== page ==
Residual COA: $5,229/year
Requirements: 3.0 GPA, 32 ACT or 1400 SAT (CR+M)
University of Louisiana-Monroe
Award: Full Ride
Residual COA: $2,889/year
Requirements: 3.0 GPA, 31 ACT or 1360 SAT (CR+M) website
Southeastern Louisiana University
Award: ~Full Tuition ($6,500-$7,000 + OOS tuition waiver)
Residual COA: $9,628/year
Requirements: 3.0 GPA, 30 ACT
Website
Coppin State University
Award: Full Ride
Residual COA: $4,085/year
Requirements: 3.2 GPA, 1820 SAT (CR+M+W)
Award: Full Tuition
Residual COA: $12,103/year
Requirements: 3.0 GPA, 1590 SAT (CR+M+W) website
University of Mississippi (Ole Miss)
Award (OOS): Approximately 90% Tuition (Currently $15K/year, may not increase to match future
tuition increases)
Residual COA: $17,010/year
Requirements: 3.0 GPA, 32 ACT/1400 SAT (CR+M)
Award (In State): Approximately 80% Tuition (Currently $5K/year, may not increase to match future
tuition increases)
Residual COA: $16,526/year
Requirements: 3.0 GPA, 32 ACT/1400 SAT (CR+M)
Website
Jackson State University
Award: Full Ride (Tuition, Room, Board, Fees, Books)
Residual COA: $3,300/year
Requirements: 3.5 GPA, 27 ACT
Award: Full Ride (Tuition, Room, Board)
Residual COA: $4,100/year
Requirements: 3.0 GPA, 25 ACT
Award: Full Tuition
Residual COA: $10,594/year
Requirements: 3.0 GPA, 22 ACT
Website
Southeast Missouri State University
Award: Full Ride (Tuition+Room+Board)
Residual COA: $3,895/year
Requirements: 3.9 GPA, 33 ACT or 1440 SAT (CR+M)
Award: Full Tuition
Residual COA: $11,610/year
Requirements: 3.6 GPA, 28 ACT or 1250 SAT (CR+M) website
Missouri State University
Award: $5,000 + OOS tuition waiver (=~85% of OOS tuition)
Residual COA: $12,580/year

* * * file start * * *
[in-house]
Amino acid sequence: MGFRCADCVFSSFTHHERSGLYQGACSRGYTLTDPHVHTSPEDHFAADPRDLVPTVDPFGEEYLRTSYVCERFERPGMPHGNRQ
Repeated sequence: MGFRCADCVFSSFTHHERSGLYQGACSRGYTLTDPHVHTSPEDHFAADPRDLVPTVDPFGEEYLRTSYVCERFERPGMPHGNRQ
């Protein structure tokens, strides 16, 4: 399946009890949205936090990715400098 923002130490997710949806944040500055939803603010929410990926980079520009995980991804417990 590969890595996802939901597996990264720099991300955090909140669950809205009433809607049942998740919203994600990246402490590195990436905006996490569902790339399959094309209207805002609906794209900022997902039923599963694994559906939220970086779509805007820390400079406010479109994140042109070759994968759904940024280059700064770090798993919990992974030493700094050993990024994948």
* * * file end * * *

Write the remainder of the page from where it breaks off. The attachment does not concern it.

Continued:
Requirements: 3.9 GPA or top 10% class rank, 28 ACT or 1250 SAT (CR+M) or IB diploma website
Ohio University
Award (In State): Full Tuition
Residual COA: $13,407/year
Requirements: 3.0 GPA, 32 ACT or 1400 SAT (CR+M)
Award (OOS): $6,000 + In-State Tuition (=~85% of OOS Tuition)
Residual COA: $16,371/year
Requirements: 3.0 GPA, 32 ACT or 1400 SAT (CR+M) website
Wayne State College
Award: Full Tuition
Residual COA: $9,580/year
Requirement: 30 ACT website
North Carolina Central University
Award: Full Ride+ (Tuition and fees, room, board, books, $1000/year, internships and a laptop)
Residual COA: $1,175/year
Requirement: 3.5 GPA, 29 ACT or 1900 SAT (CR+M+W)
Website
Newberry College
Award: Full Ride (Tuition, Fees, Room, and Board)
Residual COA: $3,500/year
Requirement: 3.5 GPA, 32 ACT or 1400 SAT (CR+M)
Website
Winthrop University
Award: ~Full Tuition ($14,000/year in-state, $24,000/year OOS)
Residual COA: $11,564/year
Requirement: 4.0 GPA, 35 ACT or 1500 SAT (CR+M)
Website
Columbia College
Award: Full Tuition
Residual COA: $11,438/year
Requirement: 29 ACT or 1300 SAT (CR+M)
Lee University
Award: Full Tuition
Residual COA: $10,944/year
Requirements: 32 ACT or 1410 SAT (CR+M)
Website
Texas State University
Award: Full Tuition ($8,000/year + OOS tuition waiver)
Residual COA: $11,814/year
Requirements: Top 15% Rank or IB Diploma, 32 ACT or 1400 SAT (CR+M)
Website
Prairie View A&M University
Award: Full Ride (Tuition, Fees, Room, Books)
Residual COA: $5,324/year
Requirements: 3.5 GPA, 1760 SAT (CR+M+W) or 26 ACT (including W)
Award: Full Tuition+ ($9,200/year + OOS Tuition Waiver)
Residual COA: $9,526/year
Requirements: 3.25 GPA, 1650 SAT (CR+M+W) or 24 ACT (including W)
Website
Utah Valley University
Award: Full Tuition
Residual COA: $12,700/year
Requirements: 3.9 GPA, 1980 SAT (CR+M+W) or 30 ACT website

সরকারি খরচে প্রশিক্ষণ পাবে পাঁচ লাখ তরুণ

তথ্য ও যোগাযোগ প্রযুক্তি -নির্মাণশিল্প -লাইট -ইঞ্জিনিয়ারিং -জাহাজ নির্মাণ শিল্প -চামড়া ও পাদুকাশিল্প -ট্যুরিজম অ্যান্ড হসপিটালিটি: অ্যাগ্...